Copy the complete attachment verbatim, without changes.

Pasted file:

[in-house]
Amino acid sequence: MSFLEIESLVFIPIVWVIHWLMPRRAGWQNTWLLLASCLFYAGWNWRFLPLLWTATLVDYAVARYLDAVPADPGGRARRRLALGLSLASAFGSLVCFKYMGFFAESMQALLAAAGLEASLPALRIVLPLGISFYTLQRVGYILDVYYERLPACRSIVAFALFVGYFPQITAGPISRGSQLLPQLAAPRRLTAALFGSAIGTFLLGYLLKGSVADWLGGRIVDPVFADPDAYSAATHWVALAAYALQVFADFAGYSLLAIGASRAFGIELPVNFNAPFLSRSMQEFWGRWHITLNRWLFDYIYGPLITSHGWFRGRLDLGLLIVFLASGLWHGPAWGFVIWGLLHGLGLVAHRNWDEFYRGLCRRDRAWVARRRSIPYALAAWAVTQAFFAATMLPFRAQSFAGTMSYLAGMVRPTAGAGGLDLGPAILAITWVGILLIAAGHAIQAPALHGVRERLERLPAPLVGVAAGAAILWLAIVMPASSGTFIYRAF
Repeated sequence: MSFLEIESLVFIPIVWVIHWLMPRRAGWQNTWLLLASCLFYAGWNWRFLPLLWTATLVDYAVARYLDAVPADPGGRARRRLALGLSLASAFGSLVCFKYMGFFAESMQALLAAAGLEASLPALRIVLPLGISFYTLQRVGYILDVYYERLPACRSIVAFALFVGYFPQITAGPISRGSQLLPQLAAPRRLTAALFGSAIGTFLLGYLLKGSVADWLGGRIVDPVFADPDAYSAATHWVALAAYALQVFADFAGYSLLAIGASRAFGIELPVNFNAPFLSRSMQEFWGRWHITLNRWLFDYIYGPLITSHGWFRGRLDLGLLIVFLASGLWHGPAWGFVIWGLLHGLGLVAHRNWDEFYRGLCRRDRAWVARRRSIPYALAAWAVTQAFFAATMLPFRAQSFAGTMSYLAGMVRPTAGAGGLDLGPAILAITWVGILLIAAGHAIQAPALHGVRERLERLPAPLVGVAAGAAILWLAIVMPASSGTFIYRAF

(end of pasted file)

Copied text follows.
[in-house]
Amino acid sequence: MSFLEIESLVFIPIVWVIHWLMPRRAGWQNTWLLLASCLFYAGWNWRFLPLLWTATLVDYAVARYLDAVPADPGGRARRRLALGLSLASAFGSLVCFKYMGFFAESMQALLAAAGLEASLPALRIVLPLGISFYTLQRVGYILDVYYERLPACRSIVAFALFVGYFPQITAGPISRGSQLLPQLAAPRRLTAALFGSAIGTFLLGYLLKGSVADWLGGRIVDPVFADPDAYSAATHWVALAAYALQVFADFAGYSLLAIGASRAFGIELPVNFNAPFLSRSMQEFWGRWHITLNRWLFDYIYGPLITSHGWFRGRLDLGLLIVFLASGLWHGPAWGFVIWGLLHGLGLVAHRNWDEFYRGLCRRDRAWVARRRSIPYALAAWAVTQAFFAATMLPFRAQSFAGTMSYLAGMVRPTAGAGGLDLGPAILAITWVGILLIAAGHAIQAPALHGVRERLERLPAPLVGVAAGAAILWLAIVMPASSGTFIYRAF
Repeated sequence: MSFLEIESLVFIPIVWVIHWLMPRRAGWQNTWLLLASCLFYAGWNWRFLPLLWTATLVDYAVARYLDAVPADPGGRARRRLALGLSLASAFGSLVCFKYMGFFAESMQALLAAAGLEASLPALRIVLPLGISFYTLQRVGYILDVYYERLPACRSIVAFALFVGYFPQITAGPISRGSQLLPQLAAPRRLTAALFGSAIGTFLLGYLLKGSVADWLGGRIVDPVFADPDAYSAATHWVALAAYALQVFADFAGYSLLAIGASRAFGIELPVNFNAPFLSRSMQEFWGRWHITLNRWLFDYIYGPLITSHGWFRGRLDLGLLIVFLASGLWHGPAWGFVIWGLLHGLGLVAHRNWDEFYRGLCRRDRAWVARRRSIPYALAAWAVTQAFFAATMLPFRAQSFAGTMSYLAGMVRPTAGAGGLDLGPAILAITWVGILLIAAGHAIQAPALHGVRERLERLPAPLVGVAAGAAILWLAIVMPASSGTFIYRAF